Stephen got into serious trouble somehow through his preaching, probably by offending other Greek-speaking Jews. He had offended them sufficiently that he was hauled up in front of the Jewish religious court, the Sanhedrin, and whatever he said there was sufficient to garner his execution either officially or in a mob action, thus making him the first Christian martyr and gaining him his title, Stephen Proto-Martyr. His speech in the Sanhedrin wass critical of both Jewish Law and the Jewish temple—he criticized, however, the lack of sincerity among the Jews in following the Law and practicing temple worship rather than the institutions themselves. These accusations began a process of criticizing or defending Jewish Law and Jewish ritual within the Christian community; the perception, however, that Christians were criticizing the Law led to a Jewish crackdown on Christian communities—Luke calls it a "severe persecution." This persecution—the first in Christian history—was severe enough to break up the Palestinian Christian communities and impel the Twelve to break up.

   The greatest and one of the most zealous of these persecutors was Saul of Tarsus, who would later become the apostle Paul. After he is converted, he takes up the cause that seemed to be initiated by Stephen when he criticized Jewish law and practice. Shortly after the beginning of his apostleship he converts the first non-Jew—Cornelius—to Christianity.

   The controversy that would thrust Paul center-stage was a split between the church in Jerusalem and the church at Antioch, in Asia Minor, which largely consisted of diaspora Jews. The Antiochene church had also admitted non-Jewish Christians and a dispute arose over whether or not Jewish Christians should eat at the same table as Gentile Christians who did not follow food preparation prohibitions—who sat, therefore, at an unclean table.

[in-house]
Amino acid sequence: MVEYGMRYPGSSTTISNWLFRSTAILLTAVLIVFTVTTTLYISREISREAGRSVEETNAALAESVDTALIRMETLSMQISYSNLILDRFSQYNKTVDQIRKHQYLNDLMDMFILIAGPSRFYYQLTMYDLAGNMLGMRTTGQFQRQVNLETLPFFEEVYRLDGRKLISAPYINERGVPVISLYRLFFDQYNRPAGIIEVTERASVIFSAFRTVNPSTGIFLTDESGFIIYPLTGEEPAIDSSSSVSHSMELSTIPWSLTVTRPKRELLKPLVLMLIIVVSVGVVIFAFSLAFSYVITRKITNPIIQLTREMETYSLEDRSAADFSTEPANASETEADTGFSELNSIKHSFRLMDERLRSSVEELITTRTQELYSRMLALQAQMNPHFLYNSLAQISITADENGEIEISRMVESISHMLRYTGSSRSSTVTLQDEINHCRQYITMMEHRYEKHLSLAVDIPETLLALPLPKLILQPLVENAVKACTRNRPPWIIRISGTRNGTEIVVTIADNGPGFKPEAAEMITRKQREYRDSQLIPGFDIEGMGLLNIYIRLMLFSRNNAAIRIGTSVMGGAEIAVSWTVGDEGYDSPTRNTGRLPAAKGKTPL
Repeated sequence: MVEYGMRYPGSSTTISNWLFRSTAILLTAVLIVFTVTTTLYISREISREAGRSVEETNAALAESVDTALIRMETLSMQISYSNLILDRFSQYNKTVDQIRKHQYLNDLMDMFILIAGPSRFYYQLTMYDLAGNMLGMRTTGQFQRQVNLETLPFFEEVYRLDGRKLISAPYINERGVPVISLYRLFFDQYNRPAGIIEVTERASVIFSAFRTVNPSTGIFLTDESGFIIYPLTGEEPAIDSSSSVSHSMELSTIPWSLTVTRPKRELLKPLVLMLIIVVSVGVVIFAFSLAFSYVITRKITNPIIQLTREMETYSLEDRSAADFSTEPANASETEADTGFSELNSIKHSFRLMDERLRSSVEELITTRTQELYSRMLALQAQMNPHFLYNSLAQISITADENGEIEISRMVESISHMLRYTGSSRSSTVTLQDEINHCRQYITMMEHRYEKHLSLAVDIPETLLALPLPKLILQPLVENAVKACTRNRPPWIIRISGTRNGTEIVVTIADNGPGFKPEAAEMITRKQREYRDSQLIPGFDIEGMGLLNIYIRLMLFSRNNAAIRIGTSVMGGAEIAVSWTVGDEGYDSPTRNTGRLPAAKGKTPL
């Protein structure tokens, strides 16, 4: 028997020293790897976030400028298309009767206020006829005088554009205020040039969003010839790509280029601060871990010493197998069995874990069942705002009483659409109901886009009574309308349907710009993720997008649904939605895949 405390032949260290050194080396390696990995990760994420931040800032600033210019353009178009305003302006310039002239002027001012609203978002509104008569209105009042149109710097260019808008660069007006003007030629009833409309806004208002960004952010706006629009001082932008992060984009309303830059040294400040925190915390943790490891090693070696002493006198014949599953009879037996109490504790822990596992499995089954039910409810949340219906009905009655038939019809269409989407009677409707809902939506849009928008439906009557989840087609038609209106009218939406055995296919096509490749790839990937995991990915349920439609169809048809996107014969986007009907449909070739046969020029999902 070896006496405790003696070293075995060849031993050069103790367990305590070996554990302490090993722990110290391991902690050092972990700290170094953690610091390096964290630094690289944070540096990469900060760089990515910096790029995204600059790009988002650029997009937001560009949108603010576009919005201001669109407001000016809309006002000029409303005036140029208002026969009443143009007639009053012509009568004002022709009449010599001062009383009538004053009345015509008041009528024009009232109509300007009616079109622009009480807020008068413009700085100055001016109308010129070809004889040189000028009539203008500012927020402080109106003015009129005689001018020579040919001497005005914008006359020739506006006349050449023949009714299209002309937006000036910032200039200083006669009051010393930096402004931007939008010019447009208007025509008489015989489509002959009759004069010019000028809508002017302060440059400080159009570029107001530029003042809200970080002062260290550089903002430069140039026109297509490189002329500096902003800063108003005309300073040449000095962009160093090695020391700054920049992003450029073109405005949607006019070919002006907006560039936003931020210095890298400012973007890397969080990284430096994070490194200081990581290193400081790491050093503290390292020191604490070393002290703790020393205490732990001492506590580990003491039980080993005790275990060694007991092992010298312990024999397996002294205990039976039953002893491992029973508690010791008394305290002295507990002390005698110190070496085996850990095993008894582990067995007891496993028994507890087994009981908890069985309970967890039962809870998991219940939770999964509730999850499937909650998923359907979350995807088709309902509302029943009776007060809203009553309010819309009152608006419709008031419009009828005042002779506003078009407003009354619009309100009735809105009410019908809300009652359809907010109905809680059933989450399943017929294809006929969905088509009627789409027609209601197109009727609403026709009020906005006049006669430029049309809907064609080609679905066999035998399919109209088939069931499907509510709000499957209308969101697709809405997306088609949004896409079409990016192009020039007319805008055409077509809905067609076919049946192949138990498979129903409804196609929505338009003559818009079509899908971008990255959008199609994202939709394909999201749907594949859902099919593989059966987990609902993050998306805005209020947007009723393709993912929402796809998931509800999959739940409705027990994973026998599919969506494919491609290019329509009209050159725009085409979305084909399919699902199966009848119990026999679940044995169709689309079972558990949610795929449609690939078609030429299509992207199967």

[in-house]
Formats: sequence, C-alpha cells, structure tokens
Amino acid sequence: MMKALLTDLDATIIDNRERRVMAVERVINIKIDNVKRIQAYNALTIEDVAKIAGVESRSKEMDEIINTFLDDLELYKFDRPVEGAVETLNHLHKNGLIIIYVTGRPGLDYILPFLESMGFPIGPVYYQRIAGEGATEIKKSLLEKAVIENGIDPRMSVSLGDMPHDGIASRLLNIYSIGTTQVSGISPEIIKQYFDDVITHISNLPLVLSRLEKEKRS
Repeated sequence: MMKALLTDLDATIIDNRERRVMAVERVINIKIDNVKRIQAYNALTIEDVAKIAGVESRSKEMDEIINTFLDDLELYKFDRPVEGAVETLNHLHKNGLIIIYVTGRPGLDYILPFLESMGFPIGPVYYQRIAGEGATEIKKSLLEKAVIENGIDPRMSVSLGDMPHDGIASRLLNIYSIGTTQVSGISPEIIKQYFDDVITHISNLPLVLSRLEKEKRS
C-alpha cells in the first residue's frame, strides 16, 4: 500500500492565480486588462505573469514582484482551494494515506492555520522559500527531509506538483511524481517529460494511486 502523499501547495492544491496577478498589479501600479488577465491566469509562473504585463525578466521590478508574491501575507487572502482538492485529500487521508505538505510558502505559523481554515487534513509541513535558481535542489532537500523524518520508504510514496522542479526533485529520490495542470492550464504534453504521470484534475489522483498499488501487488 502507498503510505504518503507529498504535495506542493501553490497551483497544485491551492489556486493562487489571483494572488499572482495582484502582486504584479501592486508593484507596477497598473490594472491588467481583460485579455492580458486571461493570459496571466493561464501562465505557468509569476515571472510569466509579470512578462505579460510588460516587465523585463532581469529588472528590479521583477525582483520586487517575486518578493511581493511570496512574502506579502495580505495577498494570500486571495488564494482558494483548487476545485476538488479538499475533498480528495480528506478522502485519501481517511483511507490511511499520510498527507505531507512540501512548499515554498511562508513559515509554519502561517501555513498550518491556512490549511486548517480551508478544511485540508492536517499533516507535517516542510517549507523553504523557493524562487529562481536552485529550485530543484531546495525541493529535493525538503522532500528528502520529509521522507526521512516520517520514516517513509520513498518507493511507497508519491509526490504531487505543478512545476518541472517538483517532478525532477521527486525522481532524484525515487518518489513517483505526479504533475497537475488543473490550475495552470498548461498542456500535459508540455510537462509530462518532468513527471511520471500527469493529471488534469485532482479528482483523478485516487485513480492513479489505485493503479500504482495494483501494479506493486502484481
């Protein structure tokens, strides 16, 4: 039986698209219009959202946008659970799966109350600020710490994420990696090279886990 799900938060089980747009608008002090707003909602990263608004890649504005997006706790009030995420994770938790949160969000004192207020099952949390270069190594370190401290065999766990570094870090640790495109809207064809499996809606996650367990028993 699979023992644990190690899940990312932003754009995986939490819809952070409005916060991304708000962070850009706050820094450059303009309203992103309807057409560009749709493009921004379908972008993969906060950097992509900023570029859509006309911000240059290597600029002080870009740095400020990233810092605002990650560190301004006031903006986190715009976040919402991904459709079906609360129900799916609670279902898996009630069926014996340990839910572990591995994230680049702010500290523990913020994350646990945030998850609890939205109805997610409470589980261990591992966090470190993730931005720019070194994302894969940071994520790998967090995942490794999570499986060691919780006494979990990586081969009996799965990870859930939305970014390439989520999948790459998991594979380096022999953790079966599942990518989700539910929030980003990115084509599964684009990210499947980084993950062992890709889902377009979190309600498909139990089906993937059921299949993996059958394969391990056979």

Now the rituals of early Christian communities were very simple; the only real important rituals were the eating of a common meal, called the agapé, or "love feast," and a celebration of the Last Supper of Christ called the eucharist. So the controversy over sitting at the same table with Gentiles wasn't about just eating dinner—it cut to the very heart of Christian religious community.

   Now the mission to the Gentiles did not start out with the intent of criticizing or rejecting Jewish law and ritual, but the controversy at Antioch demanded either the assertion of Jewish law in the Christian community or, on the other hand, criticizing or rejecting part of it. The problem wasn't the Gentiles, the problem was Jewish Christians. For the mission to the Gentiles accepted that Gentiles would not have to obey Jewish law; if, however, Jewish Christians sat down to the same table as Gentiles, they would be breaking Jewish law. So the Apostle Peter and Barnabas, the head of the Antioch church, simply decided that Jewish Christians should not eat with Gentile Christians. The problem was added to when Jewish Christians also demanded that Gentiles be circumsised, a demand that the Gentiles did not want to comply with.

   Eventually, Paul, the strict Pharisee, would argue that the Gentile church is a distinct entity; its non-allegiance to Jewish laws, such as circumcision and dietary laws, were allowable and justified by the spirit of Christianity. Thus, the debate between Hebrews and Hellenists, which probably didn't take place, was provoked by a criticism, not of Jewish practices, but Jewish sincerity in those practices by a Greek-speaking Jew. The debate would end with the formulation of a Gentile church independent of Jewish law, a church largely composed of Greeks. It was this church, not the Hebrew church, that became the origin of Christianity as a world religion.

Richard Hooker



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1997, Richard Hooker
Updated 1-31-98